Game Analysis

ATL Stomped

Last night, the Toronto Raptors treated us to a game that featured a tale of two halves: one good first half, and one bad second one.

Last night, the Toronto Raptors treated us to a game that featured a tale of two halves: one good first half, and one bad second one.

In the first two quarters, Rudy Gay and DemMar DeRozan both looked like All-Stars. The swingmen ran off a series of screens that freed them up from mid-range for semi-contested looks.

Instead of settling for jumpers, Gay and DeRozan consistently caught the ball on the move and drove it to the basket for scores. It made for a relentless and punishing interior attack.

Indeed, the Raptors looked like the Denver Nuggets. They manufactured 32 points in the paint in the first half on the strength of their starting shooting guard and small forward. Both athletes combined for 24 points on 10-for-19 shooting from the field by intermission.

[Also read Quick Reaction: Hawks 107 – Raptors 88]

It’s worth noting Dwane Casey’s group was nonetheless sloppy with the ball, turning it over eight times. The scoring at the basket still allowed Toronto to take a 10-point lead heading into the break.

The second half on the other hand was a complete disaster.

The Atlanta Hawks took away the curls from both Gay and DeRozan by assigning Jeff Teague to rotate into the lane to cut off all driving angles. This afforded Kyle Lowry with some open looks from long-range but he missed his only two shots in both the third and fourth quarters.

The Raptors’ starting swingmen scored a mere three points in the second half. All of their drives were thwarted and thus all they could muster up were mid-range contested shots. Gay and DeRozan shot a frigid 1-for-9 after halftime.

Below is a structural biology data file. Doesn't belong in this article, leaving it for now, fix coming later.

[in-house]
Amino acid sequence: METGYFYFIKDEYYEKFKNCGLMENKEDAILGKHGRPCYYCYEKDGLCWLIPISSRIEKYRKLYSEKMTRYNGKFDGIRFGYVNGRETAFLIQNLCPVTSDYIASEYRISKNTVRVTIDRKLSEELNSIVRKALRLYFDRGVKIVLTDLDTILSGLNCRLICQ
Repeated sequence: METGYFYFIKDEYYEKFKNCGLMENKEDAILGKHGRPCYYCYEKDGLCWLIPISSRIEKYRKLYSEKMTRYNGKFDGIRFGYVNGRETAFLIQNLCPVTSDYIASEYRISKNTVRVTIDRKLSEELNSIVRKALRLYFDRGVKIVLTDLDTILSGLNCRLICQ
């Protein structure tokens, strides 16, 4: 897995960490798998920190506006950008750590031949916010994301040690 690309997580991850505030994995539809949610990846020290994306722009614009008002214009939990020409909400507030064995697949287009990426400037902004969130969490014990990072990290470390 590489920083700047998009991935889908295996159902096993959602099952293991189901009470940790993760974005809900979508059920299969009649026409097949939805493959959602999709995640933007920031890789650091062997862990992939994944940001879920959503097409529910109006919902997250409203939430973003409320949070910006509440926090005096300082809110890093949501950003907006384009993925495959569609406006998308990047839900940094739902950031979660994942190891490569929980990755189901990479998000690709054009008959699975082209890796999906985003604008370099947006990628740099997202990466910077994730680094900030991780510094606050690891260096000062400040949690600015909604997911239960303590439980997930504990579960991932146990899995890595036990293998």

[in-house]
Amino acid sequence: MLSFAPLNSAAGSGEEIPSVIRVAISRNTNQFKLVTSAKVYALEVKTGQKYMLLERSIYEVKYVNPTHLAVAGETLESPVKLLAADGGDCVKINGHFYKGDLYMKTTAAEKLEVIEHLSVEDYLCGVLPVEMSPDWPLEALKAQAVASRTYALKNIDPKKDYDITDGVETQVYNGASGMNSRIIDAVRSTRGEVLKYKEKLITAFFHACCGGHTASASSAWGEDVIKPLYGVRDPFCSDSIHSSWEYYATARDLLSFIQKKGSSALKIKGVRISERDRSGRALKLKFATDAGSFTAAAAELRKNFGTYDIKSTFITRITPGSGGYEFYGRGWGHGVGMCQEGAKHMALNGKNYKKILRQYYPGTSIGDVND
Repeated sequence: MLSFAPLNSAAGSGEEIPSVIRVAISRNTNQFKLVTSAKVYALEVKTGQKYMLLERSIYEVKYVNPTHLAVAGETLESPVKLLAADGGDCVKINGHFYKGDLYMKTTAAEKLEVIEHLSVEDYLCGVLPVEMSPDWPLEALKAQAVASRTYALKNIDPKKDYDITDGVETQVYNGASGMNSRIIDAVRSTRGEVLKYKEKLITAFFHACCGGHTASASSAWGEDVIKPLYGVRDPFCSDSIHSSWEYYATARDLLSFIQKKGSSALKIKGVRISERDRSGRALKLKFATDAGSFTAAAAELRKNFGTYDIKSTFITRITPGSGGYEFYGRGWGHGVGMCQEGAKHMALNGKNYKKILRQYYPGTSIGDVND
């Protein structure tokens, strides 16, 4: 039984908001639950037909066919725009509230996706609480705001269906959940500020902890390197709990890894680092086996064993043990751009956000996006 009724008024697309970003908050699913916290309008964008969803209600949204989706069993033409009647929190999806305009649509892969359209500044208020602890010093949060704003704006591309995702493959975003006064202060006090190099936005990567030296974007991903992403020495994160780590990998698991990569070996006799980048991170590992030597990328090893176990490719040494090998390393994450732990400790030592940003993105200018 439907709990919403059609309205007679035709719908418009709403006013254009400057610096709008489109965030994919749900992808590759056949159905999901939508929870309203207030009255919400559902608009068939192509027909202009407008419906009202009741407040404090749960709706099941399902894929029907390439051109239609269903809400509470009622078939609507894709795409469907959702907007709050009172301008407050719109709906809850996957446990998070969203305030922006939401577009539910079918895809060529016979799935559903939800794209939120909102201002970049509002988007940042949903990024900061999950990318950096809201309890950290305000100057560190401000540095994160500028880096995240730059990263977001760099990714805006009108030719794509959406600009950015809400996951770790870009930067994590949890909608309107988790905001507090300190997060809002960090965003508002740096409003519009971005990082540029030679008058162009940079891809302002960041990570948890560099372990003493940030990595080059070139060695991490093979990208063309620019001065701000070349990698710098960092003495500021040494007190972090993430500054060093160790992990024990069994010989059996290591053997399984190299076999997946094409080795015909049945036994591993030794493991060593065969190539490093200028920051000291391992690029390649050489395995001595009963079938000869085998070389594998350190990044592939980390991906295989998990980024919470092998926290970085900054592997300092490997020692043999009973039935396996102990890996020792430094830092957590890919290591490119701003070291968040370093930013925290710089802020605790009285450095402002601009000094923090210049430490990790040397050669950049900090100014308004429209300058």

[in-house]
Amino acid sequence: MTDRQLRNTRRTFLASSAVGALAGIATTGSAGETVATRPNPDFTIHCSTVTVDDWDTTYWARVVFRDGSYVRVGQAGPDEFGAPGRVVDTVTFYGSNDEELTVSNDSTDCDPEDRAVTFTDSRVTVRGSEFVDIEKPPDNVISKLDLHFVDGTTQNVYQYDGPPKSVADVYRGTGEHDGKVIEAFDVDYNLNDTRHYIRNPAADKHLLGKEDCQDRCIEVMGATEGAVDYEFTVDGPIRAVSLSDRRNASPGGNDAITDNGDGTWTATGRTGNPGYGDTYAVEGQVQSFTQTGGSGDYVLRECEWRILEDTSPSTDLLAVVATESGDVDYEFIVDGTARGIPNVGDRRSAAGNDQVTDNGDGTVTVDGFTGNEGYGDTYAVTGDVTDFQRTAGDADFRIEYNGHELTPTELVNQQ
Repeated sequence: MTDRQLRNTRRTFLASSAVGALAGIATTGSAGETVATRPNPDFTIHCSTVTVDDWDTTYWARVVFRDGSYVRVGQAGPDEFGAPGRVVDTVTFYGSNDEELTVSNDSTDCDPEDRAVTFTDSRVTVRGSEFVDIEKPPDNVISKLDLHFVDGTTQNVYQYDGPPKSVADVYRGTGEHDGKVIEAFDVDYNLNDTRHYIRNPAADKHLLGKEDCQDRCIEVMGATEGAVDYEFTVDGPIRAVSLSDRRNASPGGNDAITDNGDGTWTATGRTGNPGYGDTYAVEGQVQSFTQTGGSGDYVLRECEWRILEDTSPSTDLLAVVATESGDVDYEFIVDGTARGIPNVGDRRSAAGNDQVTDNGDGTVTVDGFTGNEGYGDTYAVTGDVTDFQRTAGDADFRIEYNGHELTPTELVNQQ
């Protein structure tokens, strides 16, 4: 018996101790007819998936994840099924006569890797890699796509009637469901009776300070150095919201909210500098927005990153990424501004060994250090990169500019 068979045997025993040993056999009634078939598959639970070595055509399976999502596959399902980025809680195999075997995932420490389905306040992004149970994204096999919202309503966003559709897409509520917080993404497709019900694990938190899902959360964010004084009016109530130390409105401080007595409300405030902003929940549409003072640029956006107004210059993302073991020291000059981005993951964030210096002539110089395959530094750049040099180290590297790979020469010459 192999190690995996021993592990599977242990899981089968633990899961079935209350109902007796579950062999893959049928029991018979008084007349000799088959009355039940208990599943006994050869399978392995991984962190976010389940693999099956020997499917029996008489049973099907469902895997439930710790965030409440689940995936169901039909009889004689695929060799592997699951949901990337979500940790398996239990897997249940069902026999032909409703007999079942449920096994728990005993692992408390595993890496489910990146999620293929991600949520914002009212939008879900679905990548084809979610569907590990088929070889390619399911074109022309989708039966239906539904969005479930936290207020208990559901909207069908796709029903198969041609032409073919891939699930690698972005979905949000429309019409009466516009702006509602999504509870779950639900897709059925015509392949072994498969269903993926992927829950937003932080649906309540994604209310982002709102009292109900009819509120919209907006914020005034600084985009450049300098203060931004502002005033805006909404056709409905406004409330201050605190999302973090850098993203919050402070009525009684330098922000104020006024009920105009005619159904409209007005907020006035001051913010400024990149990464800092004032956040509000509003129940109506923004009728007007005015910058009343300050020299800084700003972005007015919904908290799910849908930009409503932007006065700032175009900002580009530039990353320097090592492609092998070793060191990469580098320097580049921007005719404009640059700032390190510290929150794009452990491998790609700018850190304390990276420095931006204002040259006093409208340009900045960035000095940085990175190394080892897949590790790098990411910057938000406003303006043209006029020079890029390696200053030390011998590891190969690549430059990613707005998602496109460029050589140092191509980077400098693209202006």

The Hawks on the other hand posted up Josh Smith and Al Horford, which produced high percentage shots at the rim. In addition, Larry Drew used Horford as a stretch option at the top of the key because he knew the Raptors would help of him to protect the paint.

The former Florida Gator just made shot after shot from the free throw line extended. He finished with 20 points on 8-for-12 shooting in the third and fourth quarters alone.

The game was still close entering the fourth quarter, but Jeff Teague took care of that. Midway through the final period, Teague morphed into Steve Nash and just buried the Raps.

He went on a solo run, scoring at the rim and from 3-point range to put the game out of reach. What was a modest nine-point deficit with six minutes left in the contest transformed into a rout.

He made back-to-back treys off the dribble and scored right at the hoop. With Atlanta leading by 17 points, the game was for all intents and purposes over.

The Raptors gave a valiant effort early but self-destructed in the second portion of the game with their decision-making.

They coughed the ball up 19 times and did a poor job of focusing on Jonas Valanciunas. Every time the big man caught the ball in the paint, he produced a positive outcome either by scoring or getting fouled.

The Hawks stretched out their defense because of Gay and DeRozan, giving Valanciunas the chance at single coverage inside. He was given a few touches when the game became out of reach, but those same opportunities were made available throughout the second half.

The Raptors starting center was solid with 19 points and eight rebounds but could have had more.

Of note, Amir Johnson was lost early in the third quarter because of a left leg contusion and is listed as day-to-day.

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